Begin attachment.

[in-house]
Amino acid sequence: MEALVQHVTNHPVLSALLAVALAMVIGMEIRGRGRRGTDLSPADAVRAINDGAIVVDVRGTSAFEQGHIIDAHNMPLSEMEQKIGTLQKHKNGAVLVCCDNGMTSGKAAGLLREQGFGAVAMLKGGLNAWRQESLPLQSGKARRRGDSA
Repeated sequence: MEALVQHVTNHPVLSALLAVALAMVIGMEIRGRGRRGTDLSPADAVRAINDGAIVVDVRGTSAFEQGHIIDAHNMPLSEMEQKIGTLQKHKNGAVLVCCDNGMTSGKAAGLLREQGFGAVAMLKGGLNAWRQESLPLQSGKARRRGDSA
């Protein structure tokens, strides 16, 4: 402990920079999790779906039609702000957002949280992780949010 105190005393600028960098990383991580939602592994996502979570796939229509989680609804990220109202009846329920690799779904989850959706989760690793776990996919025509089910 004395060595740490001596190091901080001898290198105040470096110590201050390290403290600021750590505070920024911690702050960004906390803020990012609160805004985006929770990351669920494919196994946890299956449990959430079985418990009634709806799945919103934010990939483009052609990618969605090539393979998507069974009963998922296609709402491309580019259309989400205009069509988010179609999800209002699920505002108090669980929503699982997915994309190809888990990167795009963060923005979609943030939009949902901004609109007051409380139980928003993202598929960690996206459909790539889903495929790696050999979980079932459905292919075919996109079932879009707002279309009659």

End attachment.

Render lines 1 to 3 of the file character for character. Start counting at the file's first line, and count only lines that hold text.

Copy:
[in-house]
Amino acid sequence: MEALVQHVTNHPVLSALLAVALAMVIGMEIRGRGRRGTDLSPADAVRAINDGAIVVDVRGTSAFEQGHIIDAHNMPLSEMEQKIGTLQKHKNGAVLVCCDNGMTSGKAAGLLREQGFGAVAMLKGGLNAWRQESLPLQSGKARRRGDSA
Repeated sequence: MEALVQHVTNHPVLSALLAVALAMVIGMEIRGRGRRGTDLSPADAVRAINDGAIVVDVRGTSAFEQGHIIDAHNMPLSEMEQKIGTLQKHKNGAVLVCCDNGMTSGKAAGLLREQGFGAVAMLKGGLNAWRQESLPLQSGKARRRGDSA